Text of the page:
I remember talking to Peter Townsend, the first world surfing champion.  He told me how the Australians would come over to Hawaii to surf, compete and live there through the winter trying to save as much money as possible to go to the Bolt store, probably the one on Kapiolani Blvd in Waikiki, and buy as many Lightning Bolt t-shirts as possible to take home to OZ.  In OZ they were worth their weight in gold he said!  Peter’s story was about making a buck for sure, but it was also about having the cool thing and being connected to the core roots of the best surfers in the world.  Peter was and still is one of the coolest surfers I have ever had the pleasure of surfing with.  He and Rabbit Bartholomew were the two Aussie Bolt riders I really love to watch.

What entities are in control of Lightning Bolt throughout the world?

Lightning Bolt was kept alive by my old distributor for Black Flys, Jose Augusto in Portugal and Europe, for maybe 15 or 20 years.  Then about 3-4 years ago he found a new partner and started getting the rest of the global territories organized to re-group Lightning Bolt.  I am a partner to this new Lightning Bolt through a great guy in the textile industry known as Dr. Manuel Gonçalves who has a family business in Europe that is almost a hundred years old and wants to resume Lightning Bolt’s brand like the Bolt brand of the past.  We hold the rights to the original brand and the Bolt Strike mark, and have a global plan to resurrect Lightning Bolt to its previous glory by slow growth, and quality boards and apparel, like the stuff that made Lightning Bolt legendry.

What’s the balance between the new U.S. license holders and the existing license holders in Brazil?

We are uniting all the countries that have distribution deals or old licenses.  Brazil is a good example of a country that was left to its own with the brand for years and did what they could from a Brazilian point of view.  We are looking to globalize the core brand so a customer in Brazil or anywhere else for that matter gets something from Lightning Bolt that is clearly Lighting Bolt and represents the original Hawaiian namesake.  Brazil is a real leader in the surfing world, now turning out world champion caliber surfers and nationally representing surfing in the correct light.  It will benefit us all to have closer ties to surfers like the Brazilians.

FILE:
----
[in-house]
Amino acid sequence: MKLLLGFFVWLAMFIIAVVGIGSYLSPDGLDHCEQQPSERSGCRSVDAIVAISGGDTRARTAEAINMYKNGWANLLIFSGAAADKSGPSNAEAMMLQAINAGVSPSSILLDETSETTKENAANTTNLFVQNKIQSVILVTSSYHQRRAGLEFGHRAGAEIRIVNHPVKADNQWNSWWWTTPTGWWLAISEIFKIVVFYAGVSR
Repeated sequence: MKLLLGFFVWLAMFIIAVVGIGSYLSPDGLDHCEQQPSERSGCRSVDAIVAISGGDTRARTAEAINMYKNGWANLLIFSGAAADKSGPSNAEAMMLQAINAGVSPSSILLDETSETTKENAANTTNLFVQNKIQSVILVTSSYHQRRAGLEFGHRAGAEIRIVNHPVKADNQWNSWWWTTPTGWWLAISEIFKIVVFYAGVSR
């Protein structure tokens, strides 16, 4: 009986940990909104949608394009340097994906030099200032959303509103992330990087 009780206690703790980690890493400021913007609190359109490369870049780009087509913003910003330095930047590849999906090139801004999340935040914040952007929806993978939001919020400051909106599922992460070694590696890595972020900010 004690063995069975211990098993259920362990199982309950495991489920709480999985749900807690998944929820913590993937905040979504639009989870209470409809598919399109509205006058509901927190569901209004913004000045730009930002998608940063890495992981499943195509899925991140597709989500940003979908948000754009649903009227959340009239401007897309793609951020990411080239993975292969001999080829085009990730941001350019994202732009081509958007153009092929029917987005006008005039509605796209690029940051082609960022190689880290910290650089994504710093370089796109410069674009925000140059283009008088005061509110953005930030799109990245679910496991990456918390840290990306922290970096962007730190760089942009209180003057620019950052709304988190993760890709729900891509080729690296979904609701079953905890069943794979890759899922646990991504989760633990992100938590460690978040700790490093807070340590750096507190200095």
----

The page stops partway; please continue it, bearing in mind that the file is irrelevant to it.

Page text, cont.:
Though Lightning Bolt has re-launched its name in the U.S., the company has been flourishing in the European market for the past 20 years.  What’s the “BIG PICTURE” for Lightning Bolt in the U.S. market?

In the U.S. market, we know there is a multi-pronged approach that must be taken.  There are surf shops and lifestyle stores that are interested in Lightning Bolt.  Surfers that grew up with Lightning Bolt remember it from their past, and we have to live up to their memories of the brand.  Then there are these new young guns I meet that love Lightning Bolt, have studied the brand, and want to be part of the new Bolt.  The Big picture is making a quality core product that can appeal to all these people and various retail outlets.  We’re not trying to be all things to all people; we’re just making the good OG Bolt product.  Like the movie said, “If you build it, they will come.”

It’s been a little bit now since the re-launch of LightningBolt.  How have expectations been exceeded, or fell short?

Well, I was so stoked to hear Lightning Bolt was coming back, and even more stoked to be a part of the comeback.  So I’m stoked even when a surf shop says they can’t take Bolt into their store at the moment.  Most serious surf shops are interested in Lightning Bolt. It is funny though to go into a surf shop with the entire modern fan fair and brands present, and the buyers and owners have no idea what Lightning Bolt is or was.  To me it’s like surf knowledge 101, so we have to show them pictures and tell them the story behind the brand and then they get it.